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Should our twin-pad arena project be scaled down to just one pad?

City Council will be asked next week to set a deadline of Oct. 26 for staff to come up with ideas for saving or scaling down the project
McMeeken Centre
File photo

Sault Ste. Marie City Council will be asked Monday to consider alternatives to its proposed $28-million replacement of the W.J. McMeeken Centre, including possibly scaling back the twin-pad design to just one ice pad.

Councillors will be asked to authorize city staff to locate any other potential funding sources since the city's bid for support under the Canada Infrastructure Program's community, culture and recreation stream was rejected by the province last month.

Staff would be directed to get an accurate cost estimate for a single-pad arena and to look for design options to reduce the scale of current arena.

They'd be given a deadline of Oct. 26 to come up with recommendations for saving or paring down the project, in hopes it can be included in the 2021 budget.

Council decided last November to make a twin-pad ice rink at the Northern Community Centre the city’s top priority for the $1 billion federal-provincial infrastructure program.

Federal and provincial politicians were given tours of the ailing 52-year-old McMeeken Centre to convince them of the need for new ice surfaces.

"The intake of this funding stream was highly competitive, and total demand reached upwards of $10 billion against total available joint funding (federal-provincial-applicant) of nearly $1 billion," the province said in its August rejection notice to the city.

"City staff have requested a de-briefing meeting to discuss our application and reasons for the decline in more detail," Tom Vair, the city's deputy chief administrative officer for community development and enterprise services, says in a report prepared for Mayor Provenzano and ward councillors.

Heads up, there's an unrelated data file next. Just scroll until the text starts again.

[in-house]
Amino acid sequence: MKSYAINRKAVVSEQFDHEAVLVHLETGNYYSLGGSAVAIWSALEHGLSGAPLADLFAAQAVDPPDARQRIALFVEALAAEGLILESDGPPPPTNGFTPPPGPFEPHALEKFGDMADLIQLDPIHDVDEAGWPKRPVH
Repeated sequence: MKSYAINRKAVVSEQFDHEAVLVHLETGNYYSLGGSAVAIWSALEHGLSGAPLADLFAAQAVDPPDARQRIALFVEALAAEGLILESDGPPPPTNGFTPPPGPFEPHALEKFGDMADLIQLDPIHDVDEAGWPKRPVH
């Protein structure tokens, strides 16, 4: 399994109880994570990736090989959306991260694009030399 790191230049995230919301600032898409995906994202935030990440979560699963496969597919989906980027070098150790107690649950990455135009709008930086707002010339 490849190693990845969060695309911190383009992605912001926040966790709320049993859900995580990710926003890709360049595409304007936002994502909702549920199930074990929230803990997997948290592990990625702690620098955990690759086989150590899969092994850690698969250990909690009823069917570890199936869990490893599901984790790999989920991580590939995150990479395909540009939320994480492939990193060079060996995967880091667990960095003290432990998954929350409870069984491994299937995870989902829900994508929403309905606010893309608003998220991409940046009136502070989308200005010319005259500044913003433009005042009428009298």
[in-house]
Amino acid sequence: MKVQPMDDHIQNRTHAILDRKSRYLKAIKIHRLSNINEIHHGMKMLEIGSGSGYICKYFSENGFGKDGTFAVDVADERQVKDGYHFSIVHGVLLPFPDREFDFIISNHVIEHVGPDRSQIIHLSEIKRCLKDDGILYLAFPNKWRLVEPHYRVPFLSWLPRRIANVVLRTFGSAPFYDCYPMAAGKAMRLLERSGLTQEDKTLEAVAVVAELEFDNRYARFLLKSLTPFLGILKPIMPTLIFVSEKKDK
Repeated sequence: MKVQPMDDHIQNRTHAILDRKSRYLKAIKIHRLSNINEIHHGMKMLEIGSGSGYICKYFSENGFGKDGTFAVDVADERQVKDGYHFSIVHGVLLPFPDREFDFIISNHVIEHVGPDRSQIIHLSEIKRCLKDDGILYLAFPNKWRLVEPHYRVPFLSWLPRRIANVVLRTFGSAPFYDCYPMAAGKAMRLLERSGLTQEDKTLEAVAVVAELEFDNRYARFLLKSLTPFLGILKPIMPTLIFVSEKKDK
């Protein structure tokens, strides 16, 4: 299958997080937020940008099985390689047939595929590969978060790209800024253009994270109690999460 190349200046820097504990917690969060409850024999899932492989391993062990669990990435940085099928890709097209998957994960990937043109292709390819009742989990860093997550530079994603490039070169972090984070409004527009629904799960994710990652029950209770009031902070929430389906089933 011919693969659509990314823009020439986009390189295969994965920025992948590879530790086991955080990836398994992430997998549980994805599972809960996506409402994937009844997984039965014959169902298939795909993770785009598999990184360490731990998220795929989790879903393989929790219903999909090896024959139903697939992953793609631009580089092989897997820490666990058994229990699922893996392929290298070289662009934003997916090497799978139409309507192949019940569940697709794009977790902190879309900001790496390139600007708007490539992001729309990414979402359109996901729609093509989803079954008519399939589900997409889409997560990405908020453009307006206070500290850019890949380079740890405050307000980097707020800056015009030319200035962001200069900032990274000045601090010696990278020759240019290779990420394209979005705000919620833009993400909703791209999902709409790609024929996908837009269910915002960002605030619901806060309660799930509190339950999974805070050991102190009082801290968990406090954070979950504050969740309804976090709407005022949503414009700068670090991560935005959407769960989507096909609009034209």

The current cost estimate for a twin-pad arena at Northern Community Centre is $27.7 million plus $1.1 million to demolish the McMeeken arena.

That's up from the original estimate of $25 million.

"From a timing perspective, it should be noted that even if council approved a project this fall, the construction timelines would require the operation of the McMeeken arena for two more seasons," Vair said in his report.

"There is some concern that a failure with the ice plant could take place which may require closing the facility in advance of project completion."

"This would have a significant impact on user groups and major implications for scheduling, causing reduced ice time among all user groups."

"It would make little sense to invest significant funds in the McMeeken arena should such a failure occur," Vair said.

"There will be some maintenance investments that will have to be made to address current issues (roof leaks, etc.) but staff will try to minimize the investments where possible. The facility is inspected each year by structural engineers and is safe for operation."

For the first time since the pandemic restrictions began almost six months ago, City Council will meet face-to-face in the Civic Centre on Monday.

To ensure physical distancing, some councillors will sit in back seats usually occupied by senior city staff.

Most of the staffers will participate via teleconference. 

The building will be formally dedicated on Monday as the Ronald A. Irwin Civic Centre, with a speech from the former mayor, member of Parliament and ambassador during the council meeting.

Monday's City Council meeting will be livestreamed on SooToday starting at 4:30 p.m.

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David Helwig

About the Author: David Helwig

David Helwig's journalism career spans seven decades beginning in the 1960s. His work has been recognized with national and international awards.
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